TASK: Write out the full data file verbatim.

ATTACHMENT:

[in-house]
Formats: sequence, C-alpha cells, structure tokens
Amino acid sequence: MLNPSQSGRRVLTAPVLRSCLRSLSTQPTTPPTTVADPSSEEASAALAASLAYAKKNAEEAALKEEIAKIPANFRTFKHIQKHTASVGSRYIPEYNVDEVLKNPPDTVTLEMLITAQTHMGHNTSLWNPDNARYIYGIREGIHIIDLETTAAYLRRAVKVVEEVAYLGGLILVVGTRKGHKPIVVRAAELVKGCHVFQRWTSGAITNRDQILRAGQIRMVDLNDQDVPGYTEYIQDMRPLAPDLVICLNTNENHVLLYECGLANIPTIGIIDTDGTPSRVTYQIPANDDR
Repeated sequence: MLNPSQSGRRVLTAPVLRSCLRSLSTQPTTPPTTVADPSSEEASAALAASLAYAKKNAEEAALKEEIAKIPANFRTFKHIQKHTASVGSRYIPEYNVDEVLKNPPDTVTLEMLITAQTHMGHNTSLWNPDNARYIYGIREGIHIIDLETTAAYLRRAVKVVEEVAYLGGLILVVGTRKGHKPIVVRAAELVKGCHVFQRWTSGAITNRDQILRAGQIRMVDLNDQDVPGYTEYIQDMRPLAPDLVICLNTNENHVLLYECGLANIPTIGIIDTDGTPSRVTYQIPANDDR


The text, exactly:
[in-house]
Formats: sequence, C-alpha cells, structure tokens
Amino acid sequence: MLNPSQSGRRVLTAPVLRSCLRSLSTQPTTPPTTVADPSSEEASAALAASLAYAKKNAEEAALKEEIAKIPANFRTFKHIQKHTASVGSRYIPEYNVDEVLKNPPDTVTLEMLITAQTHMGHNTSLWNPDNARYIYGIREGIHIIDLETTAAYLRRAVKVVEEVAYLGGLILVVGTRKGHKPIVVRAAELVKGCHVFQRWTSGAITNRDQILRAGQIRMVDLNDQDVPGYTEYIQDMRPLAPDLVICLNTNENHVLLYECGLANIPTIGIIDTDGTPSRVTYQIPANDDR
Repeated sequence: MLNPSQSGRRVLTAPVLRSCLRSLSTQPTTPPTTVADPSSEEASAALAASLAYAKKNAEEAALKEEIAKIPANFRTFKHIQKHTASVGSRYIPEYNVDEVLKNPPDTVTLEMLITAQTHMGHNTSLWNPDNARYIYGIREGIHIIDLETTAAYLRRAVKVVEEVAYLGGLILVVGTRKGHKPIVVRAAELVKGCHVFQRWTSGAITNRDQILRAGQIRMVDLNDQDVPGYTEYIQDMRPLAPDLVICLNTNENHVLLYECGLANIPTIGIIDTDGTPSRVTYQIPANDDR